A Chinese study abroad agency in Shenzhen has been accused of encouraging research that exploits marginalized groups by allowing prospective students to enroll in such field research only as a means to embellish their college admissions essays and resumes.
On June 8, HEC unveiled a program in which students, for a fee of 15,800 yuan ($2,500), would be able to study the lives of the city’s female factory workers through a five-day field research trip alongside a Ph.D. candidate. Students would leave the experience with an academic report, as well as a recommendation letter and certificate of participation, which they could then use for college admissions.
On Wednesday, the Ph.D. candidate named in the HEC program said she wasn’t aware of such an association and her name had been used without consent, throwing the study abroad agency’s credibility into question.
Sixth Tone was unable to contact HEC for a response, though the agency said in a statement that many people may have “misunderstood” their motives behind the program. HEC said it intends to improve the students’ research capabilities through such initiatives, but in the wake of the current controversy will not take in any participants.
However, many online were quick to note that the study abroad agency was also capitalizing on a marginalized group, while not adhering to the basic ethical requirements for producing such academic reports. Some social media users also called out study abroad agencies more broadly for crafting false impressions in students’ resumes.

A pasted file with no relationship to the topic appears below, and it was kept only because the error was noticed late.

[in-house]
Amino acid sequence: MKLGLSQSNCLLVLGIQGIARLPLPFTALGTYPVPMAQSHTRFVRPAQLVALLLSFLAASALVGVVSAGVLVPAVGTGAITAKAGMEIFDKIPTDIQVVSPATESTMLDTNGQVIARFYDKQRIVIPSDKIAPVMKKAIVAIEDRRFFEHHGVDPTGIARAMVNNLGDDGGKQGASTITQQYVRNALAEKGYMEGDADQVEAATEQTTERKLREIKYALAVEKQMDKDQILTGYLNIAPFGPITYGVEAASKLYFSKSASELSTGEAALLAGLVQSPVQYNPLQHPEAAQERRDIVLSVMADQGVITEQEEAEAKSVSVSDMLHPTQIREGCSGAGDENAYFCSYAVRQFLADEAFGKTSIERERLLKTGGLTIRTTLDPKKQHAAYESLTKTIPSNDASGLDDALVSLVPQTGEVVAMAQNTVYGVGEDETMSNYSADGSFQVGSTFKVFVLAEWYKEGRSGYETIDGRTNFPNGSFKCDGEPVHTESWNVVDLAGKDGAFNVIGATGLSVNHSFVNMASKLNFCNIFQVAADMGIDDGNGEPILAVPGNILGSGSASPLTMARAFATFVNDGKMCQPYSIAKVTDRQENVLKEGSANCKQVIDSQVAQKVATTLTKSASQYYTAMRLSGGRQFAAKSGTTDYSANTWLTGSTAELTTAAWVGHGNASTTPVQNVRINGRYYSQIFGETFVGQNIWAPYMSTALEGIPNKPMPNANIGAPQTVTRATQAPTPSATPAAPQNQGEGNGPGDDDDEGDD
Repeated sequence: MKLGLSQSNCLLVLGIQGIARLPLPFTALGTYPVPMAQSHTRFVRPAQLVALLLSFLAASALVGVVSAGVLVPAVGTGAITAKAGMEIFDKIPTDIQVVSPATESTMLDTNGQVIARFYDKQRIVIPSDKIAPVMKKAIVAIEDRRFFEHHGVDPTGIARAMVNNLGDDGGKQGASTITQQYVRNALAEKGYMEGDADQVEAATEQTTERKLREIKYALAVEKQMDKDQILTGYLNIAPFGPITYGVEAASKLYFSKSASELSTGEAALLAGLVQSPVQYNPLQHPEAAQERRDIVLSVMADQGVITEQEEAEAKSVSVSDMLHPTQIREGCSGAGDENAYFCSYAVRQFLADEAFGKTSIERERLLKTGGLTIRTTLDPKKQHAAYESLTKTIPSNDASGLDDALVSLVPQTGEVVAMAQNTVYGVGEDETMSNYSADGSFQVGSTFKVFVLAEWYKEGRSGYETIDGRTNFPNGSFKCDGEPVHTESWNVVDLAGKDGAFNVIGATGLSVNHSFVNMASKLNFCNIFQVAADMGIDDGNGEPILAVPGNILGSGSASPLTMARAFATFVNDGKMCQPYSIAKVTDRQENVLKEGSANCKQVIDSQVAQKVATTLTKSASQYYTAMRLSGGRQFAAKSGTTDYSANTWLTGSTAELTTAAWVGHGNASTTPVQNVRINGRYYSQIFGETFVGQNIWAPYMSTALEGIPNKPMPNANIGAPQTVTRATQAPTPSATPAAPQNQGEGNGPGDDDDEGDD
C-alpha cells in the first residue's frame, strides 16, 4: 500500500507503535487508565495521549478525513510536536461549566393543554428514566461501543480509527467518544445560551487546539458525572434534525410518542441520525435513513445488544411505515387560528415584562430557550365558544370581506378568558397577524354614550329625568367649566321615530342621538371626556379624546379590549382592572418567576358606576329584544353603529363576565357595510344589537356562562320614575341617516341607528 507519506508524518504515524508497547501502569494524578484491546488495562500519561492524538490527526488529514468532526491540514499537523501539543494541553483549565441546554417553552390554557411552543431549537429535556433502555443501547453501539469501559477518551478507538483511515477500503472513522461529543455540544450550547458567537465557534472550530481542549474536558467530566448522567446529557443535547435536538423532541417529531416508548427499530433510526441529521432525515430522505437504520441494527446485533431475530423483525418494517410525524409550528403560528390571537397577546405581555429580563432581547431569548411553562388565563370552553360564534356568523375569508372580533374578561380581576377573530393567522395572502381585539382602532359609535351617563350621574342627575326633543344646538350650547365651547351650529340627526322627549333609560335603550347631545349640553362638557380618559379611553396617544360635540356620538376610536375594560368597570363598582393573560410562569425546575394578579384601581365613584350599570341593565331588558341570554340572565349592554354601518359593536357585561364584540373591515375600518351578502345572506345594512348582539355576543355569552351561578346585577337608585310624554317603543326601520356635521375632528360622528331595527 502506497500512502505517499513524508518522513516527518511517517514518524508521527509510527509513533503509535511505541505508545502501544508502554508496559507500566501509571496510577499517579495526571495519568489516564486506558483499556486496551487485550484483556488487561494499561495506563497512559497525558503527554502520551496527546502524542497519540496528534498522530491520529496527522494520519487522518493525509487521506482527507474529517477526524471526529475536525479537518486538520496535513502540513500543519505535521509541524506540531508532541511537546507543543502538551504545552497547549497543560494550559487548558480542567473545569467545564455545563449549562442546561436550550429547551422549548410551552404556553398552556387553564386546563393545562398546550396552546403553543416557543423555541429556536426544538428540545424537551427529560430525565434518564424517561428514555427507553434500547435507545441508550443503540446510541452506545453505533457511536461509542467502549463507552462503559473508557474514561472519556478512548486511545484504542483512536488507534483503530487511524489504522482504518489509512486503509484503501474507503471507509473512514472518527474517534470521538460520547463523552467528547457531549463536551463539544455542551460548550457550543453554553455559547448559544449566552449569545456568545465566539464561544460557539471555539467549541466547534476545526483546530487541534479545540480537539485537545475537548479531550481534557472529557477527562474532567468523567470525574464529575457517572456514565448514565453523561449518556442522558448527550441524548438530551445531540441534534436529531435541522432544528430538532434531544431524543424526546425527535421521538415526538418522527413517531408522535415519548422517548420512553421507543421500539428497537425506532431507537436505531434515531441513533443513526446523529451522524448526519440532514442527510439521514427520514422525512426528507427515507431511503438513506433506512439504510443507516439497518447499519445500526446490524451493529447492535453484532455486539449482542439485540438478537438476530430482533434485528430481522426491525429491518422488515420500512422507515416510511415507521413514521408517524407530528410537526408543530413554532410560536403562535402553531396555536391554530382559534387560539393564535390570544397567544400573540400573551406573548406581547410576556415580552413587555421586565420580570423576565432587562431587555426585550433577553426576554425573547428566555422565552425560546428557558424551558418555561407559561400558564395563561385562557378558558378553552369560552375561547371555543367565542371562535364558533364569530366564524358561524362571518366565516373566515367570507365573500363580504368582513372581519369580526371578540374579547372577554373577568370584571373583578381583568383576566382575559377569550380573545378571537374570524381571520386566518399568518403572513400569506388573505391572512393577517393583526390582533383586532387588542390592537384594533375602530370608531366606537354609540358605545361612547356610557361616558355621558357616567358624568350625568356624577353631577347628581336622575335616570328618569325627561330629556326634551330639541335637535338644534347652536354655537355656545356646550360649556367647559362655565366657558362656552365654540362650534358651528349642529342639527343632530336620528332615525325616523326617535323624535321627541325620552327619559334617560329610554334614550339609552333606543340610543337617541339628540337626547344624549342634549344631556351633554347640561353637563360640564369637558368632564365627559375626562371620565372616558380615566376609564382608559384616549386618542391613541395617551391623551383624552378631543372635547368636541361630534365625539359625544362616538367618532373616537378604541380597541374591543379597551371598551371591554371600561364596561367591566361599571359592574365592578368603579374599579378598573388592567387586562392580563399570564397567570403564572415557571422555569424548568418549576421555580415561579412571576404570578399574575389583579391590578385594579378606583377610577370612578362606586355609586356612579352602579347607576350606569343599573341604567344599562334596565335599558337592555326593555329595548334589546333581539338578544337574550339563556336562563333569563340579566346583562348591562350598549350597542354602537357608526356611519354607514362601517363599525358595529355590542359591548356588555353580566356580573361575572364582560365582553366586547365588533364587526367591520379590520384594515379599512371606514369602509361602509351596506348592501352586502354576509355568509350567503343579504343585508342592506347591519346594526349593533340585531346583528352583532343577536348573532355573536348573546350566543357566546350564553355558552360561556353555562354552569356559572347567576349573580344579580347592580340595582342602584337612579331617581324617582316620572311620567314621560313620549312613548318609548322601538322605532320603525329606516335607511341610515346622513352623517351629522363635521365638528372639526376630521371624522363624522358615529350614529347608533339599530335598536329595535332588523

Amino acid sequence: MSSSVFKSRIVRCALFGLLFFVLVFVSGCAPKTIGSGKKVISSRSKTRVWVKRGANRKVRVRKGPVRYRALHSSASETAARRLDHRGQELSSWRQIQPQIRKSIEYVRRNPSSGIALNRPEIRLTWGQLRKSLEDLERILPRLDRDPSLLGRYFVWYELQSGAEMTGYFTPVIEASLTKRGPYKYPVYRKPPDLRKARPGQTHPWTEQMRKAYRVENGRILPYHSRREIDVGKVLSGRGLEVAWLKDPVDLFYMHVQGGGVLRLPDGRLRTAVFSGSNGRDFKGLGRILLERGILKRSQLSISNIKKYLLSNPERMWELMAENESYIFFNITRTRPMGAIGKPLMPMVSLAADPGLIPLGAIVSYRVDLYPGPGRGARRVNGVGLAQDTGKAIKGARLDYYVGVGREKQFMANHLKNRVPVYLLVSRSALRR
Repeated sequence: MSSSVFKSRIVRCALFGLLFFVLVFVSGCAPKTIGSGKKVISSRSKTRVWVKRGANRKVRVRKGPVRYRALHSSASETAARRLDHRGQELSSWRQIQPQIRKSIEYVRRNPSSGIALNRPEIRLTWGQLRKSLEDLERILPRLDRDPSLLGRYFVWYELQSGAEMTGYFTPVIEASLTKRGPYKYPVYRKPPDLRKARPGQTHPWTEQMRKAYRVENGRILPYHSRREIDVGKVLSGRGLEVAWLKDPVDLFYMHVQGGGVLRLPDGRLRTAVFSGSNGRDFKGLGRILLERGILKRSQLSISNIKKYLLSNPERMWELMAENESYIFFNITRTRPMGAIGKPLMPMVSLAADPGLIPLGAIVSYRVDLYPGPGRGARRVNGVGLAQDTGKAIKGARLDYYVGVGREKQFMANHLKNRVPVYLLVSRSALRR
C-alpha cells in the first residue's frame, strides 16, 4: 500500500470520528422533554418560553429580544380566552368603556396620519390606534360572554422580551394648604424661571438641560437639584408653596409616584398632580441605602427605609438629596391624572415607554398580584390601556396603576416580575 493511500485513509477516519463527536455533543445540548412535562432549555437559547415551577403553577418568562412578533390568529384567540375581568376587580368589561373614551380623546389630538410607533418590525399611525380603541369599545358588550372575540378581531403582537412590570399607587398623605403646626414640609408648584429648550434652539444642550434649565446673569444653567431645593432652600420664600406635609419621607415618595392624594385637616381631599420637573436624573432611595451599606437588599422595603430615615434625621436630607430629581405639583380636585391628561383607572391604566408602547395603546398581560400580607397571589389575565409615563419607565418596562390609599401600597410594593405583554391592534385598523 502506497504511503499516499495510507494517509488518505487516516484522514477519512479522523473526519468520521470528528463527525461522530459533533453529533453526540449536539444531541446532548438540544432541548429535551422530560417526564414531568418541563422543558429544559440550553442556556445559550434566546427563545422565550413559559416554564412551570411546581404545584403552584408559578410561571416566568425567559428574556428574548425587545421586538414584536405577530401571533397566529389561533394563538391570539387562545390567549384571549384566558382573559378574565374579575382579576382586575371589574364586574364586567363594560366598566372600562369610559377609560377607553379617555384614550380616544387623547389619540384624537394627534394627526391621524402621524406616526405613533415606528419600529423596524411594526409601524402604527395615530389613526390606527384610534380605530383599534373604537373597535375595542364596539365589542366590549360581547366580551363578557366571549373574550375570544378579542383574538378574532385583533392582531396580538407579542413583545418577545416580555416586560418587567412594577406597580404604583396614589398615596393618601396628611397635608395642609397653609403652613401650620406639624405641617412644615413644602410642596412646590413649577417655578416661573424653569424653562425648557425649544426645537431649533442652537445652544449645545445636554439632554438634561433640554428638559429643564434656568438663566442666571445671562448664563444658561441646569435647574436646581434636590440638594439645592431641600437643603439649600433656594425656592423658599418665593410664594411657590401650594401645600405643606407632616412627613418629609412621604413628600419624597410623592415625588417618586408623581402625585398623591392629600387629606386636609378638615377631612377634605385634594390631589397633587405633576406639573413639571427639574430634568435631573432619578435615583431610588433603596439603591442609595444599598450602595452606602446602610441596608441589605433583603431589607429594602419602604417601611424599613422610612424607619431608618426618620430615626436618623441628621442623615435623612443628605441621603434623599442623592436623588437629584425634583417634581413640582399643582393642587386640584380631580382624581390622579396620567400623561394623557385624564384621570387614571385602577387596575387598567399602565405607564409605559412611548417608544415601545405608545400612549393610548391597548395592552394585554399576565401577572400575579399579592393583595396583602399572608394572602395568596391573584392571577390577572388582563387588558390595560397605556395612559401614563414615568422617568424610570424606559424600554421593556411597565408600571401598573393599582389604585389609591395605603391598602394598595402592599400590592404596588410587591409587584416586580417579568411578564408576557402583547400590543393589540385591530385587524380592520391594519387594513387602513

“How nasty are you? The lives of other people won’t be your foot in the door for college applications!” wrote one user on microblogging platform Weibo.
“After applying for college, many would never return to whatever they had participated in,” read another comment under a related post.
With hundreds of thousands of Chinese students preparing for higher education abroad, helping prospective scholars get into reputed schools has turned into a lucrative business worth hundreds of billions of yuan. While some agencies provide admissions guidance, others go a step further by offering various volunteering opportunities — especially for social justice and gender-related topics — that may get their applications noticed, or even indulging in fraud by ghostwriting essays or providing fake recommendation letters.
Veronica Wang, a Ph.D. candidate at the University of Cambridge and founder of online talk show Academic Bird, told Sixth Tone that study abroad agencies utilizing this “diversity strategy” to help students nab university offers is the ultimate result of global market-oriented higher education. Referring to the HEC campaign, she added though it may look like they’re wanting to research the struggles of the female workers, by doing so without any expertise, the agencies are only helping the students paying them.
“You can see the advertisement post of the study abroad agency is conflicted,” she said. “At first they said the (research project) is to help others, but in the end it is all about how students can take advantage of it,” said Wang. “It’s completely a raid on others.”
Editor: Bibek Bhandari.
(Header image: People interact during an international education fair in Beijing, May 7, 2016. People Visual)